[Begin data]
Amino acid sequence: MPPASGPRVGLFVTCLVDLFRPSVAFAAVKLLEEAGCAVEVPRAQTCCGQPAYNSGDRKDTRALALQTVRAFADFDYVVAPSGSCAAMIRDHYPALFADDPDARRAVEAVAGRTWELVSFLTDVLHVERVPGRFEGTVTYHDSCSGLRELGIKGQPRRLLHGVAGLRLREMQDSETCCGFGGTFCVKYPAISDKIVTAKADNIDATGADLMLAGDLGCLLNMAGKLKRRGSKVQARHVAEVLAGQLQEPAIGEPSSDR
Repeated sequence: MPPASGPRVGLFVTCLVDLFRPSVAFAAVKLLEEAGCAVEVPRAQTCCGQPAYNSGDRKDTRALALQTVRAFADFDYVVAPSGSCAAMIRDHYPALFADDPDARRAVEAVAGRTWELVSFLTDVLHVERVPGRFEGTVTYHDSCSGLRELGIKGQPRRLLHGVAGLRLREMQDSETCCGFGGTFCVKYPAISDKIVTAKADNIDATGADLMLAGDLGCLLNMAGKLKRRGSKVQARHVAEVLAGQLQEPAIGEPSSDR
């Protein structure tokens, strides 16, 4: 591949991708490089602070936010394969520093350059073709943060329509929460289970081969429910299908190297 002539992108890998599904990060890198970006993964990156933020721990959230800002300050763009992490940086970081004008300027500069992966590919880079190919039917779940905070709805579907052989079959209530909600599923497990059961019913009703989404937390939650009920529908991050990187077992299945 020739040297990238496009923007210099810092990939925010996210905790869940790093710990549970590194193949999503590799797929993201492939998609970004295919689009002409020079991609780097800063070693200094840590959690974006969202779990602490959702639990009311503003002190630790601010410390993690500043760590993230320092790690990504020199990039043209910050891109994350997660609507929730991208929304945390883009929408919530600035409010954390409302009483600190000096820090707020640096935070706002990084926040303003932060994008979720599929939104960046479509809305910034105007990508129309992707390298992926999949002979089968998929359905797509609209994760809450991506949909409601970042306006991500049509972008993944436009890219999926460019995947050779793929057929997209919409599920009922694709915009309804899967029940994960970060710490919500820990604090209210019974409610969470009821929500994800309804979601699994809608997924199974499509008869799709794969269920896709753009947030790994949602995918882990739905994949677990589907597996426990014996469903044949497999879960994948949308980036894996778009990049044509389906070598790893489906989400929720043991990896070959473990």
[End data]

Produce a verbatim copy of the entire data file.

Amino acid sequence: MPPASGPRVGLFVTCLVDLFRPSVAFAAVKLLEEAGCAVEVPRAQTCCGQPAYNSGDRKDTRALALQTVRAFADFDYVVAPSGSCAAMIRDHYPALFADDPDARRAVEAVAGRTWELVSFLTDVLHVERVPGRFEGTVTYHDSCSGLRELGIKGQPRRLLHGVAGLRLREMQDSETCCGFGGTFCVKYPAISDKIVTAKADNIDATGADLMLAGDLGCLLNMAGKLKRRGSKVQARHVAEVLAGQLQEPAIGEPSSDR
Repeated sequence: MPPASGPRVGLFVTCLVDLFRPSVAFAAVKLLEEAGCAVEVPRAQTCCGQPAYNSGDRKDTRALALQTVRAFADFDYVVAPSGSCAAMIRDHYPALFADDPDARRAVEAVAGRTWELVSFLTDVLHVERVPGRFEGTVTYHDSCSGLRELGIKGQPRRLLHGVAGLRLREMQDSETCCGFGGTFCVKYPAISDKIVTAKADNIDATGADLMLAGDLGCLLNMAGKLKRRGSKVQARHVAEVLAGQLQEPAIGEPSSDR
């Protein structure tokens, strides 16, 4: 591949991708490089602070936010394969520093350059073709943060329509929460289970081969429910299908190297 002539992108890998599904990060890198970006993964990156933020721990959230800002300050763009992490940086970081004008300027500069992966590919880079190919039917779940905070709805579907052989079959209530909600599923497990059961019913009703989404937390939650009920529908991050990187077992299945 020739040297990238496009923007210099810092990939925010996210905790869940790093710990549970590194193949999503590799797929993201492939998609970004295919689009002409020079991609780097800063070693200094840590959690974006969202779990602490959702639990009311503003002190630790601010410390993690500043760590993230320092790690990504020199990039043209910050891109994350997660609507929730991208929304945390883009929408919530600035409010954390409302009483600190000096820090707020640096935070706002990084926040303003932060994008979720599929939104960046479509809305910034105007990508129309992707390298992926999949002979089968998929359905797509609209994760809450991506949909409601970042306006991500049509972008993944436009890219999926460019995947050779793929057929997209919409599920009922694709915009309804899967029940994960970060710490919500820990604090209210019974409610969470009821929500994800309804979601699994809608997924199974499509008869799709794969269920896709753009947030790994949602995918882990739905994949677990589907597996426990014996469903044949497999879960994948949308980036894996778009990049044509389906070598790893489906989400929720043991990896070959473990």